4. Goodbye Yellow Brick Road, by Elton John
I just love this song, even though I didn't really understand the lyrics. Elton's diction is... problematic. The feeling of being trapped and just wanting to run away that is the center of this song is something I totally relate to, having felt that way many times when I was younger.

Not so much now. Also, because it;s worth mentioning, the CD Goodbye Yellow Brick Road is amazing.

5. Grace in Gravity by The Story
I just think this is a beautiful song.
oxymoron67: (Default)
Twenty-five new entries for the Library of Congress' National Recording Registry.

It's a wide range of recordings: from Yiddish songs to Opera to Broadway to REM and Tupac to spoken word recordings.

Highlights for me:

1) America’s Town Meeting of the Air: Should Our Ships Convoy Materials to England?
One of the non-musical selections, this is a debate between those who wanted the US to stay out of WWII, a majority at the time, and those who wanted to aid Britain.

I'm guessing that this deserves its spot because it represents a viewpoint about WWII that tends to get glossed over: that many in the United States didn't want anything to do with another European War (as they saw it.).

I need to hear this.

2) Leon Metcalf Collection of recordings of the First People of Western Washington State

Recordings of native speakers from the various American Indian tribes in Washington state. As many tribes are trying to revive their languages, this is an important work.

3) "When You Wish Upon a Star," Cliff Edwards
The voice of Jiminy Cricket singing one of Disney's best-known songs.

An interesting choice. I would have thought that maybe "Whistle While you Work" would be here since it *IS* from "Snow White", the first of the Disney's feature length animated movies.

4) The Library of Congress Marine Corps Combat Field Recording Collection, Second Battle of Guam (July 20 - August 11, 1944)

More oral history. I think that the concentration on Guam is interesting as is the variety of things recorded.

5) "Horses," Patti Smith (1975)
I was surprised to see this here. I think it's a great recording, so I'm happy it's been included.
oxymoron67: (Default)
On Thursday, one of the people from advising (who also adjuncts) came to the Speech Center.

We talked, and he asked where my co-worker was. That led to this:

Me: She stepped out. It's just me.
Him: I hate the word "just", you should never think that its "just you...

As he was about to go into a self-esteem spiel that I was IN NO MOOD to hear, I decided to intervene.

Me: You misunderstand. When I say "just" I mean "RIGHTEOUS"*.
Him (stunned): What?
Me: I'm not saying "only me" or "merely me", I'm saying "RIGHTEOUS me", and you damn well better respect.

He looked at me as if I just blew his mind and left.

*I said "righteous" so loudly that my student tutors came rushing in to see what I was doing.

Later on, I was listening to my iTunes, and I had it on REALLY loud. So loud that the folks in the lab, who were recording themselves for a project, asked me to turn it down.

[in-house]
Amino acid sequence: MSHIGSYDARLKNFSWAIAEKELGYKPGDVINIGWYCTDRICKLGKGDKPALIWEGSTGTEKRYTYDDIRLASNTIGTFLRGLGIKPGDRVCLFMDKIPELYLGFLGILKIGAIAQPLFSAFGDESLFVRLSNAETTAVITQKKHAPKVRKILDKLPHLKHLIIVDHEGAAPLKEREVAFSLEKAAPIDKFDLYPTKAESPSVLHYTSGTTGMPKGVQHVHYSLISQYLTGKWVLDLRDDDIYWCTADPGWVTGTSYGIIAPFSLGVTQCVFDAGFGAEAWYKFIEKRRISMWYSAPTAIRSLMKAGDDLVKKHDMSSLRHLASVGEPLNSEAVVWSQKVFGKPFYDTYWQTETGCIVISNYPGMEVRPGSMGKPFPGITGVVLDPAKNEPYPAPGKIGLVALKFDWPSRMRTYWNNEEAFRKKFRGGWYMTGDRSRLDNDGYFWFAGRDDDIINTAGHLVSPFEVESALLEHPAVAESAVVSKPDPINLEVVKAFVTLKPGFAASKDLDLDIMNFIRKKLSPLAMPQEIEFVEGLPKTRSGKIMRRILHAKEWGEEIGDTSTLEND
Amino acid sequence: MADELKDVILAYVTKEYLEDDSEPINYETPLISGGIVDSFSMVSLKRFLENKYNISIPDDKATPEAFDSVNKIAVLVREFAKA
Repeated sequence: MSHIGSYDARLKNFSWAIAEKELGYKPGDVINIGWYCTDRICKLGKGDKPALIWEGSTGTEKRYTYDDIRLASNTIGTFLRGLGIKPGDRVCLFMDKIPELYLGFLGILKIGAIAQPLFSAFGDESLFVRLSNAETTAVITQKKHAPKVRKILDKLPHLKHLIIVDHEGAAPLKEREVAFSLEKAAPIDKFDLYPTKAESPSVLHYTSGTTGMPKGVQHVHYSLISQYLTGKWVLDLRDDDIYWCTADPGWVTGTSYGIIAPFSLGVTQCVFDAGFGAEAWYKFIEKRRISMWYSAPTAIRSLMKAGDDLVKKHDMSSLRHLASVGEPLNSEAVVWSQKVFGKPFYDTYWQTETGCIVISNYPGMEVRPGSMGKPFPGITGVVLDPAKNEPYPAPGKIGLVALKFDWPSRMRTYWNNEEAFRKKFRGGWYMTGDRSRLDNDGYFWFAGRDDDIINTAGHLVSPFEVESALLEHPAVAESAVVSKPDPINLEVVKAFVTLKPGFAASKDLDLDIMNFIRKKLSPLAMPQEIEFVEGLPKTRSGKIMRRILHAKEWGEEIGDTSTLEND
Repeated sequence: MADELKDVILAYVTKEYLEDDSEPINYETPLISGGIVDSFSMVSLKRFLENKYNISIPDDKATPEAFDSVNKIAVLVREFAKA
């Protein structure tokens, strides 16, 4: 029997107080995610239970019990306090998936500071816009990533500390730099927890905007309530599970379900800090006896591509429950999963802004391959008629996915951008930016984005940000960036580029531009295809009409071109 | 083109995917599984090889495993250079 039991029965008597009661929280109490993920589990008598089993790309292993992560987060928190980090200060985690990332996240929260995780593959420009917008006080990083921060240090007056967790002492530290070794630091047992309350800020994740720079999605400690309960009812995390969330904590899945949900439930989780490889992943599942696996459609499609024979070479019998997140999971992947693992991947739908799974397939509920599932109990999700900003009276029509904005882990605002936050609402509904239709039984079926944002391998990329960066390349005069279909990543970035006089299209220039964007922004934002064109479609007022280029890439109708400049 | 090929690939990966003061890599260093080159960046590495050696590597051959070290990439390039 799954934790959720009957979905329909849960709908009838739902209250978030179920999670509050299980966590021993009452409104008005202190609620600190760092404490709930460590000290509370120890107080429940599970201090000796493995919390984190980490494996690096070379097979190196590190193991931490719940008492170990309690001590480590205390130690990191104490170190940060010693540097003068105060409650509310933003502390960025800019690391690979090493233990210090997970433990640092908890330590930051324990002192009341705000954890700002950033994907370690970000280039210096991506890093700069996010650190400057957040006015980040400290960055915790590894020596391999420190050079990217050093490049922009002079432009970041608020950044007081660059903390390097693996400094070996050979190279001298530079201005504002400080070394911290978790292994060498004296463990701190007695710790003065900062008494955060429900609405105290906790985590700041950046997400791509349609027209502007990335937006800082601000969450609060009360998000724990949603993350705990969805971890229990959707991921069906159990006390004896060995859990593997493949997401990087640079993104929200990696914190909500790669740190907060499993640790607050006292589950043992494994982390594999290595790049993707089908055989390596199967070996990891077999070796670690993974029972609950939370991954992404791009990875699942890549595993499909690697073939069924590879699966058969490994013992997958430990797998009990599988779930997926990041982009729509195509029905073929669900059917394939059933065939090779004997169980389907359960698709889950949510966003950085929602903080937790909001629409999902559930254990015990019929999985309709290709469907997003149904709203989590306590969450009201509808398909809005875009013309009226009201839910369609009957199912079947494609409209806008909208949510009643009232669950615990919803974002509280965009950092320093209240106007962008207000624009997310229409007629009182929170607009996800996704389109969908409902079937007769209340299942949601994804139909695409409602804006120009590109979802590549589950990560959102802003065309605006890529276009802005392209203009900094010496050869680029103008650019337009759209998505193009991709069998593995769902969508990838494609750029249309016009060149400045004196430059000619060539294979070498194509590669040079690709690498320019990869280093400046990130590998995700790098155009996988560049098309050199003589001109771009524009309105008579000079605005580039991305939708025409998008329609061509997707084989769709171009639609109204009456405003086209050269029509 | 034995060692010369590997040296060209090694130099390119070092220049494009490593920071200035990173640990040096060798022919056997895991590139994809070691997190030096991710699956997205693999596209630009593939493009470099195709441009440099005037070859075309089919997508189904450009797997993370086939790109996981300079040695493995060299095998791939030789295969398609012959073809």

The song? Air Supply's Making Love out of Nothing at all

And, yes, I was singing along. Don't give me that look. It's been a rough week,
oxymoron67: (Default)
I have my next few adventures lined up, though not in any particular order:

1) The Irish Hunger Memorial

2) The Skyscraper Museum.

3) Th Cloisters, which is part of the Metropolitan Museum of Art.

4) A return to the Metropolitan Museum of Art, because of three words: German Romantic Painting.

GERMAN ROMANTIC PAINTING. Those words don't go together. I have to see.

So, I'll be busy over the next few weekends.

Meantime, yesterday on PBS, after the Sunday at the Arts broadcast, Emmanuel Ax, Yo-Yo Ma and Itzak Perlman performed chamber music by Felix Mendelssohn and Franz Schubert. It was wonderful. Catch this (it's on Live from Lincoln Center, I think) if you can.

Following that, on the show Great Museums, the collection of Chinese Art at the Metropolitan Museum of Art was showcased. It was interesting.
oxymoron67: (Default)
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Lord, so many choices. I could do a top ten! Let's!

Click for the list! )
oxymoron67: (Default)
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My favorite love songs? Peter Gabriel's In Your Eyes. I just adore that song. I especially love the version on his two-cd Secret World live set.

Another one would have to be Modern English's I Melt with You. That song always makes me smile.

On the other hand Breathe by Faith Hill drives me batty. At first, I loved this song, but, after I heard it 33 million times (sometime around the second week after its release), it started getting on my nerves. Plus the line "I can feel you breathe. Just breathe." gets on my nerves. It seems creepy and stalker-y.

Seriously, it may sound sweet coming out of Faith Hill's mouth, but take that line and have, say, Trent Reznor from Nine Inch Nails sing it and the true creepy nature of that line comes out.

(I'm now picturing Trent Reznor releasing an album of love ballads done the Nine Inch Nails way. I would totally buy that album.)